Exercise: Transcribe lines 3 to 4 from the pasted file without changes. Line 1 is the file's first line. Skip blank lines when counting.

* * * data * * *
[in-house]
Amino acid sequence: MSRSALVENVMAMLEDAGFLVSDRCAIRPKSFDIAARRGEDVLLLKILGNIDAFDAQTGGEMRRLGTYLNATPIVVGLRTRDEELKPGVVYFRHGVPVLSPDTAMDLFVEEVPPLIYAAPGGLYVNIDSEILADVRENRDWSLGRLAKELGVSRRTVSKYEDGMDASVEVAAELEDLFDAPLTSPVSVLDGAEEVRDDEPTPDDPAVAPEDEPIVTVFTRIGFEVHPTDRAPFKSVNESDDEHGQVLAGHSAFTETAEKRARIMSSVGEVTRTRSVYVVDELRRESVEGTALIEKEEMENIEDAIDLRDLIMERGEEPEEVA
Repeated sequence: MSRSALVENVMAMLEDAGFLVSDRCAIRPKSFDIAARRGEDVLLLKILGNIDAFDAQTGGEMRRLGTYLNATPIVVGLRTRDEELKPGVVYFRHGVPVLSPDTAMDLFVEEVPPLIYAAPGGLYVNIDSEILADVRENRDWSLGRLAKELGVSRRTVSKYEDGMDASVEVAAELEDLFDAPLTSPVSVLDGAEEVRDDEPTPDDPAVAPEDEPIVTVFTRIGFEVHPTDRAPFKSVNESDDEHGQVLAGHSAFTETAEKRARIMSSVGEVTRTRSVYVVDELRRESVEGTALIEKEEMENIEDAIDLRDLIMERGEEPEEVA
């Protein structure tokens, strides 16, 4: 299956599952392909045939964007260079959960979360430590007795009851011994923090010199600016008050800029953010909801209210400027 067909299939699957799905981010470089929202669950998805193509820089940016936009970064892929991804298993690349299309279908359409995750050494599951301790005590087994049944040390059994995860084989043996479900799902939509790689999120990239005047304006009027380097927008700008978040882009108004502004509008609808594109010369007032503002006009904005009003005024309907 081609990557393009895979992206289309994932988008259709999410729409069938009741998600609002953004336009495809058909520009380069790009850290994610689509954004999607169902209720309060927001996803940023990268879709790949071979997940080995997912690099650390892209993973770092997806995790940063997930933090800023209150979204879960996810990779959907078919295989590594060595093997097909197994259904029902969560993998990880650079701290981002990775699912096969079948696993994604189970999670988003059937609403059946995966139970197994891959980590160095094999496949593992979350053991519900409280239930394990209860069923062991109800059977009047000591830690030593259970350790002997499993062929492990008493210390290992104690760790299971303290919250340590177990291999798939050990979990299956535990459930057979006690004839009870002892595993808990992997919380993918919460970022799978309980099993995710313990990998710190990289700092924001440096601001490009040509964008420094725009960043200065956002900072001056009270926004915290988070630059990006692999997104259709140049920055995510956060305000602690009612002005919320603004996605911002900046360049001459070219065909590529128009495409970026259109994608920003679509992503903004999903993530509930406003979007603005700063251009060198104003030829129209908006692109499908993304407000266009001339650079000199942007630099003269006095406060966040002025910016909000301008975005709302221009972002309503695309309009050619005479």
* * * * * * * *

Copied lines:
Repeated sequence: MSRSALVENVMAMLEDAGFLVSDRCAIRPKSFDIAARRGEDVLLLKILGNIDAFDAQTGGEMRRLGTYLNATPIVVGLRTRDEELKPGVVYFRHGVPVLSPDTAMDLFVEEVPPLIYAAPGGLYVNIDSEILADVRENRDWSLGRLAKELGVSRRTVSKYEDGMDASVEVAAELEDLFDAPLTSPVSVLDGAEEVRDDEPTPDDPAVAPEDEPIVTVFTRIGFEVHPTDRAPFKSVNESDDEHGQVLAGHSAFTETAEKRARIMSSVGEVTRTRSVYVVDELRRESVEGTALIEKEEMENIEDAIDLRDLIMERGEEPEEVA
């Protein structure tokens, strides 16, 4: 299956599952392909045939964007260079959960979360430590007795009851011994923090010199600016008050800029953010909801209210400027 067909299939699957799905981010470089929202669950998805193509820089940016936009970064892929991804298993690349299309279908359409995750050494599951301790005590087994049944040390059994995860084989043996479900799902939509790689999120990239005047304006009027380097927008700008978040882009108004502004509008609808594109010369007032503002006009904005009003005024309907 081609990557393009895979992206289309994932988008259709999410729409069938009741998600609002953004336009495809058909520009380069790009850290994610689509954004999607169902209720309060927001996803940023990268879709790949071979997940080995997912690099650390892209993973770092997806995790940063997930933090800023209150979204879960996810990779959907078919295989590594060595093997097909197994259904029902969560993998990880650079701290981002990775699912096969079948696993994604189970999670988003059937609403059946995966139970197994891959980590160095094999496949593992979350053991519900409280239930394990209860069923062991109800059977009047000591830690030593259970350790002997499993062929492990008493210390290992104690760790299971303290919250340590177990291999798939050990979990299956535990459930057979006690004839009870002892595993808990992997919380993918919460970022799978309980099993995710313990990998710190990289700092924001440096601001490009040509964008420094725009960043200065956002900072001056009270926004915290988070630059990006692999997104259709140049920055995510956060305000602690009612002005919320603004996605911002900046360049001459070219065909590529128009495409970026259109994608920003679509992503903004999903993530509930406003979007603005700063251009060198104003030829129209908006692109499908993304407000266009001339650079000199942007630099003269006095406060966040002025910016909000301008975005709302221009972002309503695309309009050619005479």